I can think of no other recent painter whose work has been so intricately and delicately linked to poetry than Cy Twombly, who died yesterday at the age of 83. Incised directly into the paint in pencil are snippets of Keats and Rilke and Eliot, his ‘gauche scrawl’ (as Barthes called it) often compared to graffiti; but his ‘scrawl’ is more considered than that – like notes, like the artist reciting beautiful words that come back to him while painting, and then whispering them to us, his gestures meeting those of the great poets he loved. He said that painting was a ‘fusing of ideas, fusing of feelings, fusing projected on atmosphere’ – the way these phrases float up to the viewer from the turbulent surfaces of his canvases. He was an artist who looked to the old world of Europe rather than the new world of America – surrounded for most of his adult life by the ruins of Rome, their grand inscriptions fragmented, worn away.
Those small snippets of poetry are like coded messages, a chart of the artist’s moods and desires, often mixed with scatological sketches of cocks and cunts (there the comparison to graffiti seems apt – his canvas like a blank wall waiting to be defiled). Twombly was drafted into the US army in the early 50s and assigned to the department of cryptography. At the same time he experimented with drawing blind, at night, to try and ‘unlearn’ what he had been taught. The paintings are there for us to work out – he gives clues, but no answers. We have to meet him in the dark.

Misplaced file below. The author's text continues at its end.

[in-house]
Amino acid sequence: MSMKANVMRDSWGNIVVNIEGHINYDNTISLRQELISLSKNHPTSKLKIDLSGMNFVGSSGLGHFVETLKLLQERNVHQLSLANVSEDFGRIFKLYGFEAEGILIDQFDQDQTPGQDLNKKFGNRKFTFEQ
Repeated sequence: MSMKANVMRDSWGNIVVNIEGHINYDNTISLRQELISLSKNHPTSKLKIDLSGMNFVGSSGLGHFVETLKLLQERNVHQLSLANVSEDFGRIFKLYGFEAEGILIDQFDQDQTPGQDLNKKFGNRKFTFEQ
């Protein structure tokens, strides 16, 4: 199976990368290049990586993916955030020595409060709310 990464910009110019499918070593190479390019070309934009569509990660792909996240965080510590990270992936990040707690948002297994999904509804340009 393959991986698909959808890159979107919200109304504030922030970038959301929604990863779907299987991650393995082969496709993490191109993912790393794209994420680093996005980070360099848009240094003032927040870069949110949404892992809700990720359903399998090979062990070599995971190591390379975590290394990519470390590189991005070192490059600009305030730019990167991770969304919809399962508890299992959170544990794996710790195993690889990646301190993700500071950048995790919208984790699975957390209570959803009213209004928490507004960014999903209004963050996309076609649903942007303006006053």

I wrote a poem in response to the ‘Inverno’ canvas of his great ‘Quattro Stagioni cycle. It is for me is the most poignant, the most secretive of his seasons; sparse words obliterated by a storm of black and yellow veiled in bright white – like snow, like the sky wiped clean by coldness. Nicholas Cullinan describes it as a ‘mist of sorrow’. I wanted my poem to tell a story in fragments, ‘in a language no one understands’. The link to the poem at Tate Etc. is here: